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Kassin v. The Select Group, LLC

United States District Court, E.D. Virginia, Alexandria Division

December 16, 2016

ELAINE I. KASSIN, Plaintiff,
v.
THE SELECT GROUP, LLC, et al., Defendant.

          MEMORANDUM OPINION AND ORDER

          Gerald Bruce Lee, United Stales District Judge

         THIS MATTER is before the Court on Defendants The Select Group, LLC, Kimberly Barber, and Cisco Systems, Inc.'s (collectively, "Defendants") Motion to Dismiss (Dkt. No. 6). This case concerns pro se Plaintiff Elaine Kassin's ("Plaintiff') Complaint alleging that Defendants breached an employment contract, engaged in negligence, and engaged in fraud in connection with The Select Group recruiting Plaintiff to work on a project for Cisco.

         There are three issues before the Court. The first issue is whether the Court may exercise subject matter jurisdiction, where Plaintiffs response to Defendants' Motion to Dismiss appears to challenge the appropriateness of Defendants removing this case to federal court. Because Defendants properly removed this action based upon this Court's diversity jurisdiction, the Court denies Plaintiffs request to remand this case to state court The second issue is whether, pursuant to Federal Rule of Civil Procedure 12(b)(6), the Court should grant Defendants' Motion to Dismiss Plaintiffs breach of contract, negligence, and fraud claims. The Court grants Defendants' Motion to Dismiss because Plaintiff fails to state a plausible claim for relief with respect all the claims she asserted in the Complaint.

         The third issue is whether Plaintiffs "Addendum" in response to the Motion to Dismiss, which appears to assert additional state-law claims, should be considered. To the extent Plaintiffs Addendum asserts new causes of action that Plaintiff did not allege in the Complaint, the Court declines to consider those new legal theories in response to Defendants' Motion to Dismiss.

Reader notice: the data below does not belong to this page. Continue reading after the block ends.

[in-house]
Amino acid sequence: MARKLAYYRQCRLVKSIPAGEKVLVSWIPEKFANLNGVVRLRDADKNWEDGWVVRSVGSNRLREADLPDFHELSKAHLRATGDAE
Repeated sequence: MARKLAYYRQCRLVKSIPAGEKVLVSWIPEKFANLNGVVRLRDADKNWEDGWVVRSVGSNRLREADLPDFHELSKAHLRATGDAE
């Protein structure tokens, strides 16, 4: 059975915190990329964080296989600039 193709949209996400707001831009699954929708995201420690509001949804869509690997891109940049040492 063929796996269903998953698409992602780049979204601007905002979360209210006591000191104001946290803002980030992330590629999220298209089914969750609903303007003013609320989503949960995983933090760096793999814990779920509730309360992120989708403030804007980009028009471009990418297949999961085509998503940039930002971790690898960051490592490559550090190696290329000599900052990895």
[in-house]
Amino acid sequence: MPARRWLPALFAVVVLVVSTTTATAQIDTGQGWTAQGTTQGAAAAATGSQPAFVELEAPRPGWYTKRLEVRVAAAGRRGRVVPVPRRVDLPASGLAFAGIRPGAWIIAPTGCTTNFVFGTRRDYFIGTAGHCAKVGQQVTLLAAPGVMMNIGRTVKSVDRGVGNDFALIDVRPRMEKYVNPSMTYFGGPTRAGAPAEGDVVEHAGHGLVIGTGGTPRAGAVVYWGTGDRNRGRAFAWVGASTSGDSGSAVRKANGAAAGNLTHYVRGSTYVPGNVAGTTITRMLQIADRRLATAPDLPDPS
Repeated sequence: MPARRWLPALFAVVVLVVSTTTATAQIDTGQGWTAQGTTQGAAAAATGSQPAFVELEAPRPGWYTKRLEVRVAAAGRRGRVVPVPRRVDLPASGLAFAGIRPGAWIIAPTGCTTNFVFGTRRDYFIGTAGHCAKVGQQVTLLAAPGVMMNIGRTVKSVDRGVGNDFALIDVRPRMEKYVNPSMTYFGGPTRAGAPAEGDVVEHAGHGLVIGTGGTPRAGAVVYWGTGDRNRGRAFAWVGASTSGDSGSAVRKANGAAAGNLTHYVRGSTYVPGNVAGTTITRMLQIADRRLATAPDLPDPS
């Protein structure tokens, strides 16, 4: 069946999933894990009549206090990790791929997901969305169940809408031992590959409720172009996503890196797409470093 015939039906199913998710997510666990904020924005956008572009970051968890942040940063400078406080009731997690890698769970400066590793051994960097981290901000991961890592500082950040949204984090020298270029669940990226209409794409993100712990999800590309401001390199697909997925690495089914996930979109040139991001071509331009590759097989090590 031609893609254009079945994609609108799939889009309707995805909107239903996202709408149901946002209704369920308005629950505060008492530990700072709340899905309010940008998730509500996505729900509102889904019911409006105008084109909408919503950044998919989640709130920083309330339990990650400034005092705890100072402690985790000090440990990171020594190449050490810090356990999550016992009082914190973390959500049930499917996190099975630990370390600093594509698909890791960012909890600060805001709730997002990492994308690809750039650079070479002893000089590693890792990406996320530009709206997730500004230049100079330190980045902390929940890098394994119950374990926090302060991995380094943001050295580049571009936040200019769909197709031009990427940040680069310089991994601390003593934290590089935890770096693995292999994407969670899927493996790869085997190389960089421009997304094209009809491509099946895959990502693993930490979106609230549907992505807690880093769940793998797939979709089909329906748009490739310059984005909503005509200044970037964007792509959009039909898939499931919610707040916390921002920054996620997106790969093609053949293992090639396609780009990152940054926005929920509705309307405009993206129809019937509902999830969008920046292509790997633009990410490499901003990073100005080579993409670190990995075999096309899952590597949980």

I. BACKGROUND

         A. Factual Background

         The Select Group is a recruiting firm that, among other things, helps its clients staff positions with information technology ("IT") professionals. (Compl. at 1-2, Dkt. No. 1-1.) In May 2016, The Select Group contacted Plaintiff to determine whether she was interested in a project manager position for its client, Cisco. (Dkt. No. 1-5 at 7.) On or about May 18, 2016, Plaintiff signed an employment agreement with The Select Group (the "Employment Agreement"), which stated that the "Anticipated State Date [is] May 30, 2016." (Dkt. No. 1-5 at 11; Dkt. No. 7-1.) The Employment Agreement also stated that The Select Group may terminate Plaintiff "at-will" for any reason and without notice. (See Dkt. No. 7-1 at 1.) The same day that Plaintiff signed the Employment Agreement, The Select Group emailed Plaintiff acknowledging that it had hired her. (Dkt. No. 1-5 a 12.) The Select Group hired Plaintiff to work as a consultant to Cisco on a project that Cisco had planned to perform for Wells Fargo. (Dkt. No. 1- 5 at 14.)

         Within a couple weeks of Plaintiff signing the Employment Agreement, The Select Group and Cisco began the on-boarding process. During that time period, Plaintiff had at least one phone conversation with The Select Group recruiters and Cisco personnel, and she corresponded with them via email on multiple occasions. The email correspondence attached to Plaintiffs Complaint reveals that the on-boarding process became confrontational. And on June 1, 2016, The Select Group informed Plaintiff that "we will no longer be representing you to our client, Cicso, for the Wells Fargo PM opportunity effective immediately." (Dkt. No. 1-5 at 44.)